Upon connection, servers which are of version 1.0 RC1 or later may negotiate optional AES encryption. When doing so, the connecting server will send this command before the SERVER and BURST command, but after any CAPAB commands (see below) and any commands following the AES command (including the SERVER command and the netburst) will be encrypted using AES, wrapping each encrypted line in base64 before transit. Both ends of the connection are expected to have a shared private key which is used to encrypt and decrypt the session. If the session cannot be decrypted, no authenticated connection can be made.

It is possible to send the AES message after negotiation of the server link, however this is not supported by current versions of InspIRCd. If the AES message is sent more than once in a single session, the second (and any other) AES commands will be dropped and an error given.

Encryption strengths of 128, 192 and 256 bits are currently allowed, using key lengths of 16, 24 or 32 bytes respectively with the CBC cipher.

WARNING: While in AES mode, lines sent over the link may exceed 512 bytes! Because messages must be padded to the nearest block size, where a block is equal to the key size, the encrypted payload may be up to 543 characters in length (512 plus the maximum modulus of 31 for the largest permitted key length). Also, the base64 encoded payload, which wraps the encrypted payload will further increase its size by up to 20%, making messages be as long as potentially 750 bytes! Because InspIRCd itself uses the C++ std::string class, the actual length of the message is not important as a buffer overflow cannot occur in any practical situation.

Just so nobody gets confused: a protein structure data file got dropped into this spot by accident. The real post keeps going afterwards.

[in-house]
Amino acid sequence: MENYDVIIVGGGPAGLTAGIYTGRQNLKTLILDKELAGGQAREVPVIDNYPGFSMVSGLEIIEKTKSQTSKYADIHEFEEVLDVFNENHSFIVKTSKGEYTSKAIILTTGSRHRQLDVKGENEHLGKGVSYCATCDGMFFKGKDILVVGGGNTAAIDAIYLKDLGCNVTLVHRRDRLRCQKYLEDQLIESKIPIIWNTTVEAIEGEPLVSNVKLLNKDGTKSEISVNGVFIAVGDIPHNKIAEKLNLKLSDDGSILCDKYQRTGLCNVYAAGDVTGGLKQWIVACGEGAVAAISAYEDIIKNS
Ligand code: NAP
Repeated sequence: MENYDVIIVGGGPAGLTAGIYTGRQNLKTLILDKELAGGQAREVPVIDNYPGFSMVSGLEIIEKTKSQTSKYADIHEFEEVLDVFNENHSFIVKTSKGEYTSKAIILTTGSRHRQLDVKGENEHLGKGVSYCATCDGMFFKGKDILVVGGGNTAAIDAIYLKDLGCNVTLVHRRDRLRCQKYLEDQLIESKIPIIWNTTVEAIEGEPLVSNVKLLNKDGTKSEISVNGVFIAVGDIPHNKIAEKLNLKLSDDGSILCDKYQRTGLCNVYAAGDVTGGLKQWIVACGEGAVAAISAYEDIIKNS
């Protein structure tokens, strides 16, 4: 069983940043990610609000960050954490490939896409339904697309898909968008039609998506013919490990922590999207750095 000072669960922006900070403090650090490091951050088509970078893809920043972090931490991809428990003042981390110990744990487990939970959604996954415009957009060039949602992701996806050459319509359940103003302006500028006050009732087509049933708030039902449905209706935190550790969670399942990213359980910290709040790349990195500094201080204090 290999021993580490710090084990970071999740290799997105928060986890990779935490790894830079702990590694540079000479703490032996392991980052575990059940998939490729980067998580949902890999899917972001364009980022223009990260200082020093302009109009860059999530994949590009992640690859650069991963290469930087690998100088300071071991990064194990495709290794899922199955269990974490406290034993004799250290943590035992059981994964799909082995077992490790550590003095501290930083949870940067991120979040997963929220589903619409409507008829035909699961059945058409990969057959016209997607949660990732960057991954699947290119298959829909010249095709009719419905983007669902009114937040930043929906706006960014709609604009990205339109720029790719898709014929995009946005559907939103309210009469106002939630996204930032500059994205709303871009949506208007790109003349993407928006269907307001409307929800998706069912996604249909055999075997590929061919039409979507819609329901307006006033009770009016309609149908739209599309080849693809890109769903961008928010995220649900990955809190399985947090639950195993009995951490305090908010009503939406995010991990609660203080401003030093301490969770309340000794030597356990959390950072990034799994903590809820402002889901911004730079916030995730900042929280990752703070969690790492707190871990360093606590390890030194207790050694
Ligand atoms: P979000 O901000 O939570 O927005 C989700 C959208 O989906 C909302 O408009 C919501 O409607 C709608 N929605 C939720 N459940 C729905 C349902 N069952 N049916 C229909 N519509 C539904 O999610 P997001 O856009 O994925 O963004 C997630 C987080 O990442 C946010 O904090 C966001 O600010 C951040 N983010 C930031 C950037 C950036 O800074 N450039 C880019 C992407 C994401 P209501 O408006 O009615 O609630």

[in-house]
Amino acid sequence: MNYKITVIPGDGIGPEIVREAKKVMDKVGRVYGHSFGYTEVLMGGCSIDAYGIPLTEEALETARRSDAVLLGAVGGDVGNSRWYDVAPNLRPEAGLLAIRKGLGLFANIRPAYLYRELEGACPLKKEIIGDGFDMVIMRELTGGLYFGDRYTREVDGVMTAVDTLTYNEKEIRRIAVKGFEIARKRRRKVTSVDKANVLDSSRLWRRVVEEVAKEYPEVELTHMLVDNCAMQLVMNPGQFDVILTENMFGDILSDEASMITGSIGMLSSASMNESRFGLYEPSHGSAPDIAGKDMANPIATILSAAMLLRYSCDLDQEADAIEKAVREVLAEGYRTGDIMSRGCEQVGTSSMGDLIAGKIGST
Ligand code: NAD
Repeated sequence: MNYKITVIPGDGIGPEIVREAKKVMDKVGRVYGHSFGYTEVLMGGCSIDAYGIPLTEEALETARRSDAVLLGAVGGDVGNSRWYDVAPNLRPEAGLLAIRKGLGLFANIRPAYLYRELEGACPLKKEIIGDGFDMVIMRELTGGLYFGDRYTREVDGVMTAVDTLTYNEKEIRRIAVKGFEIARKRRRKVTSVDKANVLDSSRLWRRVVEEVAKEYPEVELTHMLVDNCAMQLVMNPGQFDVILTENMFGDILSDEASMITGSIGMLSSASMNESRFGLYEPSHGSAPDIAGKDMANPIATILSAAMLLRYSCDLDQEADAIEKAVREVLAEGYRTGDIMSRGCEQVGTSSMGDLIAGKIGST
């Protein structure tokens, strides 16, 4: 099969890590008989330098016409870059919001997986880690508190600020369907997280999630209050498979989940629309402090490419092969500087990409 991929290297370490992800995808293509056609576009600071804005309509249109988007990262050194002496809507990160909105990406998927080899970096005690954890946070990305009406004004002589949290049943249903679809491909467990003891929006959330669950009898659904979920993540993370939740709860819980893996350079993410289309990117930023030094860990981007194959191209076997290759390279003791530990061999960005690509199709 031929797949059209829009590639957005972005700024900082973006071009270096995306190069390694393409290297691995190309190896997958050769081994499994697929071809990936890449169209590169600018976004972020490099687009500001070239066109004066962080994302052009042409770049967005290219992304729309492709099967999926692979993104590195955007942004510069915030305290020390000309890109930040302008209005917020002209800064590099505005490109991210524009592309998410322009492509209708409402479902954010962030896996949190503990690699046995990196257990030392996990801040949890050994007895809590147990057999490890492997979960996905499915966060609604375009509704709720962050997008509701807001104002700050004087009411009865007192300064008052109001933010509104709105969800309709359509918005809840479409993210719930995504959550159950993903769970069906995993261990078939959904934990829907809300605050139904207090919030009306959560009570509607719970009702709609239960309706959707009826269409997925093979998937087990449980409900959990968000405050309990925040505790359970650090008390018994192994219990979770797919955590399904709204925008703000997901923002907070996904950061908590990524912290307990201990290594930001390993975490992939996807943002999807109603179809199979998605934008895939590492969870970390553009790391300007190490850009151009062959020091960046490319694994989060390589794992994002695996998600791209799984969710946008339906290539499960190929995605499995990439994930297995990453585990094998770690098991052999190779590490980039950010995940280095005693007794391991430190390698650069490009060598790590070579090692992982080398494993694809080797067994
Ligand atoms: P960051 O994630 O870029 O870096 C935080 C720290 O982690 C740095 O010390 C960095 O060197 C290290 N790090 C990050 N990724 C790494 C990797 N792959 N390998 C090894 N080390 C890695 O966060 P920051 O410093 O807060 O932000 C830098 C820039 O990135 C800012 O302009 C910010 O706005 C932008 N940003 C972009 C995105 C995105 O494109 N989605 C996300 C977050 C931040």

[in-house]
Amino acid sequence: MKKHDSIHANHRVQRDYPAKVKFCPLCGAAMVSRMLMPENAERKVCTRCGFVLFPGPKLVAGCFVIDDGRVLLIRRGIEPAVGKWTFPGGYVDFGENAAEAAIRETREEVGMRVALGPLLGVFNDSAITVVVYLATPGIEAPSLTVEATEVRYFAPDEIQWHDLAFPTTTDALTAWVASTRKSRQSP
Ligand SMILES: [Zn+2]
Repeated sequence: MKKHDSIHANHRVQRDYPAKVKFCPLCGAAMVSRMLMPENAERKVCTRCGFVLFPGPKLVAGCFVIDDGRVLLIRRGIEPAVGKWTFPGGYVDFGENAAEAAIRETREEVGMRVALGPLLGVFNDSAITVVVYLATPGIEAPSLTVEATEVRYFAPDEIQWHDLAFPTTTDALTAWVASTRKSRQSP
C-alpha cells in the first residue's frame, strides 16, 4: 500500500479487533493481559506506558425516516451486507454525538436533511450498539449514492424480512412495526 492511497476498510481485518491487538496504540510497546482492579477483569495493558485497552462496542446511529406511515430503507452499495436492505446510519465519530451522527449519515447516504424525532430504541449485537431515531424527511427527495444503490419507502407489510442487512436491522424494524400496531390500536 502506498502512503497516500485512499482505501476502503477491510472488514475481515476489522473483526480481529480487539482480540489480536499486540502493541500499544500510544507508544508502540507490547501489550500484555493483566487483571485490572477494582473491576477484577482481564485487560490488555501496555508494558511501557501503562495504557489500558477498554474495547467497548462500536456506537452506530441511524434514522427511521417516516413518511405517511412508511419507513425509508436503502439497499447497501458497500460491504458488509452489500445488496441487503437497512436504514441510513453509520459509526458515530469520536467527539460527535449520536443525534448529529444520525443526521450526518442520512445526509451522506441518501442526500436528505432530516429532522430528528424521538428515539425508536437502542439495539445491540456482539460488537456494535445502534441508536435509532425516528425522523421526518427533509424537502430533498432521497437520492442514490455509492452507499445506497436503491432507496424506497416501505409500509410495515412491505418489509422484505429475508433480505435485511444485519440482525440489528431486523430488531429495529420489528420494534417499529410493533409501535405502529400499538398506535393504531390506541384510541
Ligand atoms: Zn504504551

When the connect is running in AES encrypted mode, a certain subset of commands may be allowed along the link unencrypted so that the network is still able to understand them in the event of an encryption failure. Currently, the most recent version of InspIRCd only allows the ERROR command to pass along the link in this manner.



CAPAB MODULES <module list>

The capab command, if sent, must be sent in the authentication phase before any other command (including the optional AES command. If the server is listening for connections, then it must immediately send out this command as its 'banner'.

Any server which does not understand the CAPAB command should silently ignore all CAPAB commands and their parameters.


CAPAB START will cause the capaibility list to be cleared ready for negotiation. This is optional when first connecting, but if you wish to re-negotiate CAPAB after you have connected, you must first use CAPAB START.


CAPAB MODULES should contain a comma seperated list of modules in alphabetical order. Because some services packages limit the line length to 512 bytes, this should wrap at 509 bytes and continue the list in further CAPAB MODULES messages if the list is too long to fit onto one line. Module names are case sensitive. To build this list, InspIRCd servers make a list of all modules with the VF_COMMON flag set in their version information, and sort it alphabetically, seperating each module name with commas. As windows builds of InspIRCd also use .so as the file extension for modules, this will not effect linking to versions of InspIRCd running on windows, or other non-unix platforms, so long as naming conventions are adhered to.